Hamilton, Ontario is a city with an intricate (albeit confusing) network of one-way streets. These multi-lane expressways are very efficient in their purpose: to get people through the city core very quickly. They are not, however, conducive to building a vibrant and healthy city.

As more and more people are moving downtown in cities across North America, more people are questioning how to revitalize downtowns after decades of flight into the suburbs. In Hamilton, a growing number of voices are pointing to the conversion of one-way streets to two-way as an important next step in this process.

One-way streets were a logical solution when they were first converted in 1956. With so many people driving their cars into work from the suburbs and back again, congestion was an issue. The one-way streets moved cars quickly. These successes, however, come at the expense of many other considerations, including local business vitality, pedestrian safety, and livability (Walker, Kulash, and McHugh offer a succinct analysis of these costs). A study of traffic statistics in Hamilton from 1978-1994 concluded a child was 2.5 times more likely to be hit by a car on a one-way street. As a growing number of professionals and families choose to live downtown, more people are speaking up against the loss of these other important aspects of city life.

There are interesting parallels between Hamilton's one-way networks and North American public life and dialogue.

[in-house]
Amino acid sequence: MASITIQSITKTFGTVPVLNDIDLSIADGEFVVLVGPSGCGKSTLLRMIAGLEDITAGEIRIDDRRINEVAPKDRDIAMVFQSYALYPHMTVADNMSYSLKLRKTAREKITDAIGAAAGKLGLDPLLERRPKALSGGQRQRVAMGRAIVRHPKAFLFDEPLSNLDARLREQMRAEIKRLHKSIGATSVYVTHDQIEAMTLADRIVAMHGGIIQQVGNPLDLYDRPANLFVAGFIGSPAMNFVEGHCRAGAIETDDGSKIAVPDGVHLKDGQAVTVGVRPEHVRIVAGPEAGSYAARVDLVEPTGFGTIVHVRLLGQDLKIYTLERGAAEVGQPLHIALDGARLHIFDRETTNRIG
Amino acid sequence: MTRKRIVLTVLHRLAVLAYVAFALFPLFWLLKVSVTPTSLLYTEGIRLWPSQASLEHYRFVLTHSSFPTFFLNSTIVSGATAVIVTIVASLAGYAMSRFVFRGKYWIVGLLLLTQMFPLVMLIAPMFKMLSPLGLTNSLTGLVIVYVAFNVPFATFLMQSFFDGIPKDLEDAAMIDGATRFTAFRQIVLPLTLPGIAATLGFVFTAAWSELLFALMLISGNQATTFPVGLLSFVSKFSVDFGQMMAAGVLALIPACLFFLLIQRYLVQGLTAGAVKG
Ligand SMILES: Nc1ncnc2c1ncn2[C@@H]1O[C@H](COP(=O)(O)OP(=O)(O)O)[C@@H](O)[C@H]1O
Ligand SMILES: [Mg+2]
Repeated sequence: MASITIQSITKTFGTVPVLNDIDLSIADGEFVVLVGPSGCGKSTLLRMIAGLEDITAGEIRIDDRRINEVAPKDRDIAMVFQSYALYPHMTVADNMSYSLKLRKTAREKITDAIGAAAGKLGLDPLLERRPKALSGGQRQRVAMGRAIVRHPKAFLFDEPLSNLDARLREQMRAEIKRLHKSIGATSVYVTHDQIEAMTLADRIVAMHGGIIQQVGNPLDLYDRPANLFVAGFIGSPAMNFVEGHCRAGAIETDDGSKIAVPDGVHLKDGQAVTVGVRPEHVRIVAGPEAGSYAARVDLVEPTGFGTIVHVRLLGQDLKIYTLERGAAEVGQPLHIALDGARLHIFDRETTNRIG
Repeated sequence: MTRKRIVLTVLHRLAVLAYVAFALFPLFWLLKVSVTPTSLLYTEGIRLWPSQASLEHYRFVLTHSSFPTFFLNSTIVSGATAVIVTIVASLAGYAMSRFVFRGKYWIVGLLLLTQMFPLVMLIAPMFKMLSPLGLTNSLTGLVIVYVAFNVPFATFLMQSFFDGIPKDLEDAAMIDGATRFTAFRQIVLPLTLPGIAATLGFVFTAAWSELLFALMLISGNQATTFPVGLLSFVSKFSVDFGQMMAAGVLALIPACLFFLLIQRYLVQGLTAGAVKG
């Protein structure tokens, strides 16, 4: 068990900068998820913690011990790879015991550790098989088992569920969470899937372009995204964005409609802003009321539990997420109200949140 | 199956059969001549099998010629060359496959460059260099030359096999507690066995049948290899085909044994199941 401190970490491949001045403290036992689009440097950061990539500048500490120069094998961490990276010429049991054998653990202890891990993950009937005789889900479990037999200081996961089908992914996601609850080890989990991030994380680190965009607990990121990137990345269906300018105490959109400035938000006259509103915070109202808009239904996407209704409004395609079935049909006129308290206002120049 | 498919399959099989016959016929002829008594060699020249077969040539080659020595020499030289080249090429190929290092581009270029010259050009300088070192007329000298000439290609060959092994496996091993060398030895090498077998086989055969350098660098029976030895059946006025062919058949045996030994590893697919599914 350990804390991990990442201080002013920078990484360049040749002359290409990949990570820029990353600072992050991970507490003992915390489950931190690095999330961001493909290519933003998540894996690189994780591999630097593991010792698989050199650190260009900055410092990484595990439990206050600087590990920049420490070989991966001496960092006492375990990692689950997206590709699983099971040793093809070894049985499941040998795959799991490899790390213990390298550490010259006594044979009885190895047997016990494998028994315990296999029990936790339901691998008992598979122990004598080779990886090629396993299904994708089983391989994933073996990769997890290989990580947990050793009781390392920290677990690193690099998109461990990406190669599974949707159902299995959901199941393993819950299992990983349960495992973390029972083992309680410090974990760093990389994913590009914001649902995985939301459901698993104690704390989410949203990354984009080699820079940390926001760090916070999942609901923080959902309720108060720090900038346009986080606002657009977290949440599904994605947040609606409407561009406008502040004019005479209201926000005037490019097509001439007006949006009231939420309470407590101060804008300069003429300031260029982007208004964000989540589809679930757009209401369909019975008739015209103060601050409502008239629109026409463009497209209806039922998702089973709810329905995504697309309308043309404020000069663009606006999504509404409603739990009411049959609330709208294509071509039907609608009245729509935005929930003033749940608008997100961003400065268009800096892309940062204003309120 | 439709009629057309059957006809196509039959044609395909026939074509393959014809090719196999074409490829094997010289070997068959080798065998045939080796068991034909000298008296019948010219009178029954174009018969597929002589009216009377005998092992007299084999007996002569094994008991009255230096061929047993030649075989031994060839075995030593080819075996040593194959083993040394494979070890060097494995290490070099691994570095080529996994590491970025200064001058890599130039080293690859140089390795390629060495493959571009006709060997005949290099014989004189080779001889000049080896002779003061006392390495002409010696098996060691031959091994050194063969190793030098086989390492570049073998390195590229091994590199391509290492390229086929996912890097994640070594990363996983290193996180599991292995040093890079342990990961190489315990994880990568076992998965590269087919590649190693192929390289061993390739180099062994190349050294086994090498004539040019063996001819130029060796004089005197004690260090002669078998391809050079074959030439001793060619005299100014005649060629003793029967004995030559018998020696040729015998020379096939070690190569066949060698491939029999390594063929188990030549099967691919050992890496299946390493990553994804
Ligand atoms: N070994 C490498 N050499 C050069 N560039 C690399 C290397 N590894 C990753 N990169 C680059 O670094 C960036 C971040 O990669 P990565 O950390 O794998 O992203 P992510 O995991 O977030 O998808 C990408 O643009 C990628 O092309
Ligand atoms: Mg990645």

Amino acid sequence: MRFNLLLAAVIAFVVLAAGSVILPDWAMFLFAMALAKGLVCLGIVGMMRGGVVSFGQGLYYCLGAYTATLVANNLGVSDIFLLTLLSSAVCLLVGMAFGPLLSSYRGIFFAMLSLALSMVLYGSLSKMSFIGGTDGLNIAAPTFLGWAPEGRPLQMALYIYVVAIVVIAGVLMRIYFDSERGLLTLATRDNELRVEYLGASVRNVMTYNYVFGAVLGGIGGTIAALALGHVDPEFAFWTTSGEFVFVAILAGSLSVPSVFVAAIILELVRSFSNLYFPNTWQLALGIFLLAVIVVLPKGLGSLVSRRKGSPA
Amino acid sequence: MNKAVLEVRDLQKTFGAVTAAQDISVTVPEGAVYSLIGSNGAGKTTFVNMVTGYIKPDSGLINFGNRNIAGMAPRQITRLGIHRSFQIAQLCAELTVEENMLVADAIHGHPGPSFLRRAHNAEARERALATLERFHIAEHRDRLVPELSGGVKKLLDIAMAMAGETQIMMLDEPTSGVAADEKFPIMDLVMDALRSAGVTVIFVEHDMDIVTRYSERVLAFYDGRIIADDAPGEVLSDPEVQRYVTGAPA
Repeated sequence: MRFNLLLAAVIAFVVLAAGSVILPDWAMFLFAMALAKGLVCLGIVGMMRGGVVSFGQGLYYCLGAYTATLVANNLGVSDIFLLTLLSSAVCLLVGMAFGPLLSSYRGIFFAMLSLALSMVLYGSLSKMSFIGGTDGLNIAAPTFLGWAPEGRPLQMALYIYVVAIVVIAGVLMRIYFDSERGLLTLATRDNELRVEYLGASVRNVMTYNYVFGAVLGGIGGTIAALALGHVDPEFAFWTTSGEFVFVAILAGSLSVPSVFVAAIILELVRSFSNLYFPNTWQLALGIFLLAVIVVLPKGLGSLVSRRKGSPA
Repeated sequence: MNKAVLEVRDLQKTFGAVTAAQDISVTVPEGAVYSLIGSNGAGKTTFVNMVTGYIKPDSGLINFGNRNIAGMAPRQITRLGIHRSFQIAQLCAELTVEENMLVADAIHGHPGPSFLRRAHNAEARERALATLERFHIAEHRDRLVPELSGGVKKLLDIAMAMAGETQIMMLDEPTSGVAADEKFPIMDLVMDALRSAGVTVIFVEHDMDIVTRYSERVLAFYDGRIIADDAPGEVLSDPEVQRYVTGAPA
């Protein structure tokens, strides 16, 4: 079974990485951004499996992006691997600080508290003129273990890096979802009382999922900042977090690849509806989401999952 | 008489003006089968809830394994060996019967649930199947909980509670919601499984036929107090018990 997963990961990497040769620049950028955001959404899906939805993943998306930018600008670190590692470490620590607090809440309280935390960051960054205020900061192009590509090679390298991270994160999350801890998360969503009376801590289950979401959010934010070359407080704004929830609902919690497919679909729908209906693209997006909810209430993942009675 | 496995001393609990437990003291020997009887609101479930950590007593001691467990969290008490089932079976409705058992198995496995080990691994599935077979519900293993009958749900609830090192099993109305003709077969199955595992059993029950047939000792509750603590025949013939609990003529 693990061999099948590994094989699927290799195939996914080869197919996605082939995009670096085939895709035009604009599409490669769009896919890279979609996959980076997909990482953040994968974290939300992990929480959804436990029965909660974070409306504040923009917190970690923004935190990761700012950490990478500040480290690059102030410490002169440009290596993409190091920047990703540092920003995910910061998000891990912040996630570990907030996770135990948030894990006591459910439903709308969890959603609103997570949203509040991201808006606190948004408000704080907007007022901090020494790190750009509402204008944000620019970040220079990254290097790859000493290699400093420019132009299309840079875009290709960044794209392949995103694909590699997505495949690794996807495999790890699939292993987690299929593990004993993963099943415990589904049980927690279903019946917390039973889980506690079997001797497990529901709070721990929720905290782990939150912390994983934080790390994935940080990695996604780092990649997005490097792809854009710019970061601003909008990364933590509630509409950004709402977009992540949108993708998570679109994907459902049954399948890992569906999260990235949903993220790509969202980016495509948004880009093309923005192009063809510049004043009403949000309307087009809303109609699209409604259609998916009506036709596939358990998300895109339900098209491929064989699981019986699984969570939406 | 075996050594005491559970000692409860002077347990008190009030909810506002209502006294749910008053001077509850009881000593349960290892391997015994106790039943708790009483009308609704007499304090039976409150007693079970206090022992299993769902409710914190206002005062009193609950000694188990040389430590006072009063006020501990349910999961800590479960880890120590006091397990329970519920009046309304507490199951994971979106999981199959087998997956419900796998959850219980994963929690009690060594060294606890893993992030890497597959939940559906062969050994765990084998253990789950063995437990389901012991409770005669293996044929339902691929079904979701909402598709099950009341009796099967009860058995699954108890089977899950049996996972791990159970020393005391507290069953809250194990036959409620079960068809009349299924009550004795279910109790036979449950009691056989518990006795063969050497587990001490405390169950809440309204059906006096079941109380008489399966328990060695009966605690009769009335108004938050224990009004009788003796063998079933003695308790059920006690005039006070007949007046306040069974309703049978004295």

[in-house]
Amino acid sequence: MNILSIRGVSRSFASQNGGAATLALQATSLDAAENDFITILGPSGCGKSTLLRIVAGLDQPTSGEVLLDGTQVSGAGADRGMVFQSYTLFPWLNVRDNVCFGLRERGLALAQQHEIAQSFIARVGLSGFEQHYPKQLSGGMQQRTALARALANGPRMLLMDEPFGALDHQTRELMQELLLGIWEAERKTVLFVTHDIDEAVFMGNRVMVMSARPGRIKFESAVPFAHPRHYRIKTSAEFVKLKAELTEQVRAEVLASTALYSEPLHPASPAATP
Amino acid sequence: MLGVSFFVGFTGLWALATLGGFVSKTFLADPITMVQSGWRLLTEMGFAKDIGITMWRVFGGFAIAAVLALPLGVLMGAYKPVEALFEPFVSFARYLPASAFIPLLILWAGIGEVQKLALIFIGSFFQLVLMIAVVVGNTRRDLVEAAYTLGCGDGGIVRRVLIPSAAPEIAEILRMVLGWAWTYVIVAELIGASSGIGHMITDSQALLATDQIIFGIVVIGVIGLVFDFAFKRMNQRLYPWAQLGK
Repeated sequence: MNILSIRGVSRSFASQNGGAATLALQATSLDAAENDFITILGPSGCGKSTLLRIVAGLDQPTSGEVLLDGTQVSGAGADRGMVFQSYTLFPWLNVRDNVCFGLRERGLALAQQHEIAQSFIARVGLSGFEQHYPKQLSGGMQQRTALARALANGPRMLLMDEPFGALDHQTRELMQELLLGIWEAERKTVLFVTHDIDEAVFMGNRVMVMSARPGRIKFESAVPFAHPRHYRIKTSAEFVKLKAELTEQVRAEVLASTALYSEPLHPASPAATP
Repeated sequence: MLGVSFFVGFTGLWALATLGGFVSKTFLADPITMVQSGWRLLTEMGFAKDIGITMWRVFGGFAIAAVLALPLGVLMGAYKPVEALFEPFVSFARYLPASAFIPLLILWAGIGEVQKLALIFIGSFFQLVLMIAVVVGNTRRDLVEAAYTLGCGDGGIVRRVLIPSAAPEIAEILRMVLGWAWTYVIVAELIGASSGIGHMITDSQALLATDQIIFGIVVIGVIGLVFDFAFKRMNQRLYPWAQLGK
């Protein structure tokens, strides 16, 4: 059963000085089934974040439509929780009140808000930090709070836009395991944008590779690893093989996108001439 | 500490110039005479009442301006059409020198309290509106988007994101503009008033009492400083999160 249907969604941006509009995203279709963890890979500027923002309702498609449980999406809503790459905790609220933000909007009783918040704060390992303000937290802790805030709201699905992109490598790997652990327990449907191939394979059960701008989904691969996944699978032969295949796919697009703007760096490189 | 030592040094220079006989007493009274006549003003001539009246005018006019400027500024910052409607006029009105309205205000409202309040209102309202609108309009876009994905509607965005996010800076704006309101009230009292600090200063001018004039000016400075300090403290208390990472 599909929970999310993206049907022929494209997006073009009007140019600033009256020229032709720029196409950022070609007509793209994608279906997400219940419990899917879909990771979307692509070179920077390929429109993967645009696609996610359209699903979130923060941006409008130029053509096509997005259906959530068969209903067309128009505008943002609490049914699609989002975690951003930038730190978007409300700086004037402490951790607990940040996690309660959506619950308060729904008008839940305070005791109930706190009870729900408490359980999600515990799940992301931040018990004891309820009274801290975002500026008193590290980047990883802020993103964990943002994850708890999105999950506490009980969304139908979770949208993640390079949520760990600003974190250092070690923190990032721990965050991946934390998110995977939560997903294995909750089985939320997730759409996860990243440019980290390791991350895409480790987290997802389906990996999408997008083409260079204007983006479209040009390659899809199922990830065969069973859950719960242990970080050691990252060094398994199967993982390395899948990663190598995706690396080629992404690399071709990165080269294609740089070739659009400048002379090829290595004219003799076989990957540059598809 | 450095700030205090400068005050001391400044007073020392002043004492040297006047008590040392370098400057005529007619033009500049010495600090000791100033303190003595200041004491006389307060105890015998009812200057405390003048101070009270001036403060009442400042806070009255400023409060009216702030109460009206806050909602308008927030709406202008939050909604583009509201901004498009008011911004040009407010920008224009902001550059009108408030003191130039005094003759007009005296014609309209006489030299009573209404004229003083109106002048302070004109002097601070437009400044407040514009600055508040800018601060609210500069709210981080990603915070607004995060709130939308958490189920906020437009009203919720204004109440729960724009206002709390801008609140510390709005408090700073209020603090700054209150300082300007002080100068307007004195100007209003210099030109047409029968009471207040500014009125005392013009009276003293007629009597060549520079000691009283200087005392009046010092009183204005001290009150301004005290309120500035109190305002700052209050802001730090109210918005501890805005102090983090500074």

At times our society resembles a one-way street more than a two-way street. Conversation can be quick to bypass certain opinions and ideas, especially when it comes to religion or morality, as we've seen recently, for example, with the Ontario government pushing the "gay-straight alliance" clubs in all schools, while ignoring the Catholic schools concerns and objections. Disregarding opinions that disagree with one's own is an effective way to move conversation in the desired direction, but it doesn't lead to a healthy public square. There needs to be room for two-way discussion and debate in decision-making.

The name Cardus comes from the root word cardo, an old Latin word referring to the main street in Roman cities. The cardo connected the vital parts of city life: the shops, government buildings, temples, and public spaces. Cardus seeks to be a cardo in Canadian public life: connecting, strengthening, and renewing our social architecture in order to promote vitality and livability for all. We do this through research and publications that promote dialogue and encourage the exchange of ideas that work towards the common good. Cardus is always battling, including with ourselves, to keep the road open and the dialogue two-way between institutions, leaders, and citizens.

The one-way street experiment has run its course in Hamilton and in many cities across North America. The cost of these downtown expressways greatly outweighs the benefits. Drivers can move quickly, but the surrounding city suffers for it. In our public life, devaluing and ignoring the voices and opinions of fellow citizens may move conversation in a certain way, but the divisiveness in its wake is damaging to the country as a whole.